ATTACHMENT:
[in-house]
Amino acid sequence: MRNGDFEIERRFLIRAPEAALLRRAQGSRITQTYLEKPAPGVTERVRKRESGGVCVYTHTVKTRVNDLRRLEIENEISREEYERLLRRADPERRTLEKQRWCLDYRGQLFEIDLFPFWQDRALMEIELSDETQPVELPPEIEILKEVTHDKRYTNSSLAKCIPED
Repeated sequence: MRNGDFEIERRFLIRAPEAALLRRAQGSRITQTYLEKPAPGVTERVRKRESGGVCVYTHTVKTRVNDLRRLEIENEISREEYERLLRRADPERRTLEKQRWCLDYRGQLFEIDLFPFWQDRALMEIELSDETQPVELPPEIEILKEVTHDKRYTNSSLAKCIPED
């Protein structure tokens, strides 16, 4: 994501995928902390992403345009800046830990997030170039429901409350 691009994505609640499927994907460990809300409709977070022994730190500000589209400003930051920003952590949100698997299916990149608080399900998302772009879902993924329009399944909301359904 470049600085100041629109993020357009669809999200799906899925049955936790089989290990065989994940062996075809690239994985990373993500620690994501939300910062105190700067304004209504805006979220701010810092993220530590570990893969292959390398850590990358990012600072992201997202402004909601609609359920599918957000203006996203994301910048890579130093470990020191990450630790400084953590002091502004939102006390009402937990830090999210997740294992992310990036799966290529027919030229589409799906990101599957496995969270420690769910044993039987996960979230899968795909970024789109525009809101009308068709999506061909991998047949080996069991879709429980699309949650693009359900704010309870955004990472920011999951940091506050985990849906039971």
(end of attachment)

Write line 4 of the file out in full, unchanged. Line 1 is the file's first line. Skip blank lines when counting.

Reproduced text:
């Protein structure tokens, strides 16, 4: 994501995928902390992403345009800046830990997030170039429901409350 691009994505609640499927994907460990809300409709977070022994730190500000589209400003930051920003952590949100698997299916990149608080399900998302772009879902993924329009399944909301359904 470049600085100041629109993020357009669809999200799906899925049955936790089989290990065989994940062996075809690239994985990373993500620690994501939300910062105190700067304004209504805006979220701010810092993220530590570990893969292959390398850590990358990012600072992201997202402004909601609609359920599918957000203006996203994301910048890579130093470990020191990450630790400084953590002091502004939102006390009402937990830090999210997740294992992310990036799966290529027919030229589409799906990101599957496995969270420690769910044993039987996960979230899968795909970024789109525009809101009308068709999506061909991998047949080996069991879709429980699309949650693009359900704010309870955004990472920011999951940091506050985990849906039971």